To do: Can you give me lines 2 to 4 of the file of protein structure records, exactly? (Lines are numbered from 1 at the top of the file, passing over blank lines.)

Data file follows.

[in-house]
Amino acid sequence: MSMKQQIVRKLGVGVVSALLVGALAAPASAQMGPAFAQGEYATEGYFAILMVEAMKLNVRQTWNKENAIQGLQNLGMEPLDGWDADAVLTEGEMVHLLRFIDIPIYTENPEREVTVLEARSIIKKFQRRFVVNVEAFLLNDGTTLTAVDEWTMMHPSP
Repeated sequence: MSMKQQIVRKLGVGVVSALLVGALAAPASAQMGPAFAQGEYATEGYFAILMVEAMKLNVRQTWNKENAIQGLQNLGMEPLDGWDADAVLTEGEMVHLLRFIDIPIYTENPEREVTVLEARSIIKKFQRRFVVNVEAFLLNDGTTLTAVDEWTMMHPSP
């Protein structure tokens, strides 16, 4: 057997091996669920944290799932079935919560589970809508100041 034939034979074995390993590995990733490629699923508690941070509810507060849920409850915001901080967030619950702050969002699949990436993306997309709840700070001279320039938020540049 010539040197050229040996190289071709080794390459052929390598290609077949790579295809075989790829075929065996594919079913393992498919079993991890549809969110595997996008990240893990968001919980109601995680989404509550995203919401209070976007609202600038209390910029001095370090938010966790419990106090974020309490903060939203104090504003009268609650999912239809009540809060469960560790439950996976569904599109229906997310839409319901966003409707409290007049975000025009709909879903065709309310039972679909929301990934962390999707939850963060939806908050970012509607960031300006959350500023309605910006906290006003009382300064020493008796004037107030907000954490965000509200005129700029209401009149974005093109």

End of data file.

Amino acid sequence: MSMKQQIVRKLGVGVVSALLVGALAAPASAQMGPAFAQGEYATEGYFAILMVEAMKLNVRQTWNKENAIQGLQNLGMEPLDGWDADAVLTEGEMVHLLRFIDIPIYTENPEREVTVLEARSIIKKFQRRFVVNVEAFLLNDGTTLTAVDEWTMMHPSP
Repeated sequence: MSMKQQIVRKLGVGVVSALLVGALAAPASAQMGPAFAQGEYATEGYFAILMVEAMKLNVRQTWNKENAIQGLQNLGMEPLDGWDADAVLTEGEMVHLLRFIDIPIYTENPEREVTVLEARSIIKKFQRRFVVNVEAFLLNDGTTLTAVDEWTMMHPSP
């Protein structure tokens, strides 16, 4: 057997091996669920944290799932079935919560589970809508100041 034939034979074995390993590995990733490629699923508690941070509810507060849920409850915001901080967030619950702050969002699949990436993306997309709840700070001279320039938020540049 010539040197050229040996190289071709080794390459052929390598290609077949790579295809075989790829075929065996594919079913393992498919079993991890549809969110595997996008990240893990968001919980109601995680989404509550995203919401209070976007609202600038209390910029001095370090938010966790419990106090974020309490903060939203104090504003009268609650999912239809009540809060469960560790439950996976569904599109229906997310839409319901966003409707409290007049975000025009709909879903065709309310039972679909929301990934962390999707939850963060939806908050970012509607960031300006959350500023309605910006906290006003009382300064020493008796004037107030907000954490965000509200005129700029209401009149974005093109």